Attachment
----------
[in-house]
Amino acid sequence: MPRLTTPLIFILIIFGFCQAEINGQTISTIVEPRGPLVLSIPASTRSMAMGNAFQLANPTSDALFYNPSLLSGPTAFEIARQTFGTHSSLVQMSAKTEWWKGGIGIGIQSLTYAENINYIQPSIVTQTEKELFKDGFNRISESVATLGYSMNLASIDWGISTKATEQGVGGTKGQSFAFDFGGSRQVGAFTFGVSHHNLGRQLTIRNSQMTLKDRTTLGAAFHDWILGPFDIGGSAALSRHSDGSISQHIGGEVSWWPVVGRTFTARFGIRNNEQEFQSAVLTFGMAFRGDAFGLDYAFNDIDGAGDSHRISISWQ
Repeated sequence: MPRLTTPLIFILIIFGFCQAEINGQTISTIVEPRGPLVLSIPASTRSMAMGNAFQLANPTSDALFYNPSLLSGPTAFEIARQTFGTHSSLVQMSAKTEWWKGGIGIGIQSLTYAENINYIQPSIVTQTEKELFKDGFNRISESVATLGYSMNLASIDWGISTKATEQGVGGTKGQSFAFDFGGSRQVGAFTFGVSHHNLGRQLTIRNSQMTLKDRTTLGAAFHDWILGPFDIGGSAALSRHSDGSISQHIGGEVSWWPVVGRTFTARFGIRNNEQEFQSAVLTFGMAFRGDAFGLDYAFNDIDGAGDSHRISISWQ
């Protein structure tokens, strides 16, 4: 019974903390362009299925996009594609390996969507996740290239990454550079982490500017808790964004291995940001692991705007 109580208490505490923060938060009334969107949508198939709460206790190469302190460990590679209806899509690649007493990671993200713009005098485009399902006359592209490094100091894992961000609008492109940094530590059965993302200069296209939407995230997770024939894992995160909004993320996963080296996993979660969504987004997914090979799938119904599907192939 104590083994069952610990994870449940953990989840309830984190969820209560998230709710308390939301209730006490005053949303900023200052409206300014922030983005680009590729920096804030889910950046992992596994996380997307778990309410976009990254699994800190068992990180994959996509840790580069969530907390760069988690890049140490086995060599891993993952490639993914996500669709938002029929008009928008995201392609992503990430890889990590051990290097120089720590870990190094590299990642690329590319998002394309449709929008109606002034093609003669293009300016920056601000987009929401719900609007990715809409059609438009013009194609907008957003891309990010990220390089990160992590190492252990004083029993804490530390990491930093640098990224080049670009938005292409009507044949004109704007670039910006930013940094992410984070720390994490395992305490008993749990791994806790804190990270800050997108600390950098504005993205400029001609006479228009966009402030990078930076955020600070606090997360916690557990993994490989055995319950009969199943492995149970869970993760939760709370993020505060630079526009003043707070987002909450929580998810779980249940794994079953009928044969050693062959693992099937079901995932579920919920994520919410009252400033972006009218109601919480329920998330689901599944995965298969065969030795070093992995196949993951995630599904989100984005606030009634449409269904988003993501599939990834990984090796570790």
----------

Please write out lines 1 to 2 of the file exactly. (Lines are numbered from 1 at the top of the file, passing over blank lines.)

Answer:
[in-house]
Amino acid sequence: MPRLTTPLIFILIIFGFCQAEINGQTISTIVEPRGPLVLSIPASTRSMAMGNAFQLANPTSDALFYNPSLLSGPTAFEIARQTFGTHSSLVQMSAKTEWWKGGIGIGIQSLTYAENINYIQPSIVTQTEKELFKDGFNRISESVATLGYSMNLASIDWGISTKATEQGVGGTKGQSFAFDFGGSRQVGAFTFGVSHHNLGRQLTIRNSQMTLKDRTTLGAAFHDWILGPFDIGGSAALSRHSDGSISQHIGGEVSWWPVVGRTFTARFGIRNNEQEFQSAVLTFGMAFRGDAFGLDYAFNDIDGAGDSHRISISWQ